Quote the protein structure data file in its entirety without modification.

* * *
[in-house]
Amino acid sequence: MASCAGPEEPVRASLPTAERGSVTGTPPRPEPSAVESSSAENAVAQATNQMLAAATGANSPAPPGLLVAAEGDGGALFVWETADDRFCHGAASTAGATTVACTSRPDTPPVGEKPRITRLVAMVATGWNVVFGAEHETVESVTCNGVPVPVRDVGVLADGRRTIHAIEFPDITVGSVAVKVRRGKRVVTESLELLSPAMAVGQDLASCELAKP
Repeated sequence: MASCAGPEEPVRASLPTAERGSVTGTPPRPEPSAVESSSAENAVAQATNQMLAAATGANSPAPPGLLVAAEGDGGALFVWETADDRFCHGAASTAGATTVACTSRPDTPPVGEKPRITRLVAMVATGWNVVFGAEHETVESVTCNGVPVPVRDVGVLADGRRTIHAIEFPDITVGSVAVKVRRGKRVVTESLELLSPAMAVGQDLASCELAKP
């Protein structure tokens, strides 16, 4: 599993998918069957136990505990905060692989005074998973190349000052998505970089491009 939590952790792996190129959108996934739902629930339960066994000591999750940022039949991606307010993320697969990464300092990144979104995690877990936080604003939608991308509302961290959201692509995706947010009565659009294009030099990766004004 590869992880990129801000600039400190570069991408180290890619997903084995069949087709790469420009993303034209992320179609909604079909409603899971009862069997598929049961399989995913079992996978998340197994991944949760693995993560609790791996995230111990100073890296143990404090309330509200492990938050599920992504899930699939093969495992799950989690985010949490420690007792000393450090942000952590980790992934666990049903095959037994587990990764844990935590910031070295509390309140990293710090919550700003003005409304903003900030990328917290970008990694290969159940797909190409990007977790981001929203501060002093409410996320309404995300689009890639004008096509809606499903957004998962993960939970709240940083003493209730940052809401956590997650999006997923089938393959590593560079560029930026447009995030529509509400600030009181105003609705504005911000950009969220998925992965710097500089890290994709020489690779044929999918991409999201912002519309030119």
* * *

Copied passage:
[in-house]
Amino acid sequence: MASCAGPEEPVRASLPTAERGSVTGTPPRPEPSAVESSSAENAVAQATNQMLAAATGANSPAPPGLLVAAEGDGGALFVWETADDRFCHGAASTAGATTVACTSRPDTPPVGEKPRITRLVAMVATGWNVVFGAEHETVESVTCNGVPVPVRDVGVLADGRRTIHAIEFPDITVGSVAVKVRRGKRVVTESLELLSPAMAVGQDLASCELAKP
Repeated sequence: MASCAGPEEPVRASLPTAERGSVTGTPPRPEPSAVESSSAENAVAQATNQMLAAATGANSPAPPGLLVAAEGDGGALFVWETADDRFCHGAASTAGATTVACTSRPDTPPVGEKPRITRLVAMVATGWNVVFGAEHETVESVTCNGVPVPVRDVGVLADGRRTIHAIEFPDITVGSVAVKVRRGKRVVTESLELLSPAMAVGQDLASCELAKP
């Protein structure tokens, strides 16, 4: 599993998918069957136990505990905060692989005074998973190349000052998505970089491009 939590952790792996190129959108996934739902629930339960066994000591999750940022039949991606307010993320697969990464300092990144979104995690877990936080604003939608991308509302961290959201692509995706947010009565659009294009030099990766004004 590869992880990129801000600039400190570069991408180290890619997903084995069949087709790469420009993303034209992320179609909604079909409603899971009862069997598929049961399989995913079992996978998340197994991944949760693995993560609790791996995230111990100073890296143990404090309330509200492990938050599920992504899930699939093969495992799950989690985010949490420690007792000393450090942000952590980790992934666990049903095959037994587990990764844990935590910031070295509390309140990293710090919550700003003005409304903003900030990328917290970008990694290969159940797909190409990007977790981001929203501060002093409410996320309404995300689009890639004008096509809606499903957004998962993960939970709240940083003493209730940052809401956590997650999006997923089938393959590593560079560029930026447009995030529509509400600030009181105003609705504005911000950009969220998925992965710097500089890290994709020489690779044929999918991409999201912002519309030119």